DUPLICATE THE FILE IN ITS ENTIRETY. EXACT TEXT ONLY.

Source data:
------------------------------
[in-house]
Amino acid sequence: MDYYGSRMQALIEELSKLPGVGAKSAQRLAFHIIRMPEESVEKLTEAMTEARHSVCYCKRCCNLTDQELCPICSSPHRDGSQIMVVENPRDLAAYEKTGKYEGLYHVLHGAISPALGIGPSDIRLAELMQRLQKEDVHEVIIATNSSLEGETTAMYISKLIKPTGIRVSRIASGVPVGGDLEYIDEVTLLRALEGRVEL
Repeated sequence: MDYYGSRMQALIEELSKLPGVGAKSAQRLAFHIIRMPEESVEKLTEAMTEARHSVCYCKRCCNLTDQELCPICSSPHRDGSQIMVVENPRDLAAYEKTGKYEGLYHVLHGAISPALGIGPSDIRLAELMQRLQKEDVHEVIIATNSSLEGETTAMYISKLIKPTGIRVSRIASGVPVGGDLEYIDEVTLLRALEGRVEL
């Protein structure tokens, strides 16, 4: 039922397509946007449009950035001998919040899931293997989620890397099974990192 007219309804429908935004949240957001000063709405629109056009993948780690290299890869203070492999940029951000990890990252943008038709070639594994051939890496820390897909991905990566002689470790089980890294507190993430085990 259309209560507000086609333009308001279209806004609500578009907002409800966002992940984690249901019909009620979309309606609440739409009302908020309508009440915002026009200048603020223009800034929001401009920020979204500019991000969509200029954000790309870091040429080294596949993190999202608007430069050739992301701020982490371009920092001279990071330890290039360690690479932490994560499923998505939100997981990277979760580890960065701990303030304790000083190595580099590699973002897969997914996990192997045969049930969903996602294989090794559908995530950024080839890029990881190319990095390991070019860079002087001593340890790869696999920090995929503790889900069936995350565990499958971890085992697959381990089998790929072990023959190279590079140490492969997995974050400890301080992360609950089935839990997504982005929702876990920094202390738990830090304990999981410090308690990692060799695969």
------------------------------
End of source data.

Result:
[in-house]
Amino acid sequence: MDYYGSRMQALIEELSKLPGVGAKSAQRLAFHIIRMPEESVEKLTEAMTEARHSVCYCKRCCNLTDQELCPICSSPHRDGSQIMVVENPRDLAAYEKTGKYEGLYHVLHGAISPALGIGPSDIRLAELMQRLQKEDVHEVIIATNSSLEGETTAMYISKLIKPTGIRVSRIASGVPVGGDLEYIDEVTLLRALEGRVEL
Repeated sequence: MDYYGSRMQALIEELSKLPGVGAKSAQRLAFHIIRMPEESVEKLTEAMTEARHSVCYCKRCCNLTDQELCPICSSPHRDGSQIMVVENPRDLAAYEKTGKYEGLYHVLHGAISPALGIGPSDIRLAELMQRLQKEDVHEVIIATNSSLEGETTAMYISKLIKPTGIRVSRIASGVPVGGDLEYIDEVTLLRALEGRVEL
């Protein structure tokens, strides 16, 4: 039922397509946007449009950035001998919040899931293997989620890397099974990192 007219309804429908935004949240957001000063709405629109056009993948780690290299890869203070492999940029951000990890990252943008038709070639594994051939890496820390897909991905990566002689470790089980890294507190993430085990 259309209560507000086609333009308001279209806004609500578009907002409800966002992940984690249901019909009620979309309606609440739409009302908020309508009440915002026009200048603020223009800034929001401009920020979204500019991000969509200029954000790309870091040429080294596949993190999202608007430069050739992301701020982490371009920092001279990071330890290039360690690479932490994560499923998505939100997981990277979760580890960065701990303030304790000083190595580099590699973002897969997914996990192997045969049930969903996602294989090794559908995530950024080839890029990881190319990095390991070019860079002087001593340890790869696999920090995929503790889900069936995350565990499958971890085992697959381990089998790929072990023959190279590079140490492969997995974050400890301080992360609950089935839990997504982005929702876990920094202390738990830090304990999981410090308690990692060799695969």